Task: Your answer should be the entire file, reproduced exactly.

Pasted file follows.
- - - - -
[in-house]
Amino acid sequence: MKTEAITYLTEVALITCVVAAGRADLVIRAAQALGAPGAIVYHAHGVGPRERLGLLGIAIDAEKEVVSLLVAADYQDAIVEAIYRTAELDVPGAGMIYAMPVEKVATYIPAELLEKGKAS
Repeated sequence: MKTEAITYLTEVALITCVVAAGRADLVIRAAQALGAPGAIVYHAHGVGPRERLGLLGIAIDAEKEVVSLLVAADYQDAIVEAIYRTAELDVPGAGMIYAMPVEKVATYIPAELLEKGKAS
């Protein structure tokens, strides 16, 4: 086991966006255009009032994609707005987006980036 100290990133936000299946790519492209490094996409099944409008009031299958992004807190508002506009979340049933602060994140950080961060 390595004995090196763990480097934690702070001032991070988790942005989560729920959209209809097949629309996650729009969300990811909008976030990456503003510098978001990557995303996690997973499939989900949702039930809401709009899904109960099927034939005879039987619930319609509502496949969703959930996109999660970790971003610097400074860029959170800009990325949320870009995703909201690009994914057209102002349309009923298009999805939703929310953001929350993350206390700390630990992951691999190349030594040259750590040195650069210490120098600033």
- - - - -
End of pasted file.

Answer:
[in-house]
Amino acid sequence: MKTEAITYLTEVALITCVVAAGRADLVIRAAQALGAPGAIVYHAHGVGPRERLGLLGIAIDAEKEVVSLLVAADYQDAIVEAIYRTAELDVPGAGMIYAMPVEKVATYIPAELLEKGKAS
Repeated sequence: MKTEAITYLTEVALITCVVAAGRADLVIRAAQALGAPGAIVYHAHGVGPRERLGLLGIAIDAEKEVVSLLVAADYQDAIVEAIYRTAELDVPGAGMIYAMPVEKVATYIPAELLEKGKAS
């Protein structure tokens, strides 16, 4: 086991966006255009009032994609707005987006980036 100290990133936000299946790519492209490094996409099944409008009031299958992004807190508002506009979340049933602060994140950080961060 390595004995090196763990480097934690702070001032991070988790942005989560729920959209209809097949629309996650729009969300990811909008976030990456503003510098978001990557995303996690997973499939989900949702039930809401709009899904109960099927034939005879039987619930319609509502496949969703959930996109999660970790971003610097400074860029959170800009990325949320870009995703909201690009994914057209102002349309009923298009999805939703929310953001929350993350206390700390630990992951691999190349030594040259750590040195650069210490120098600033």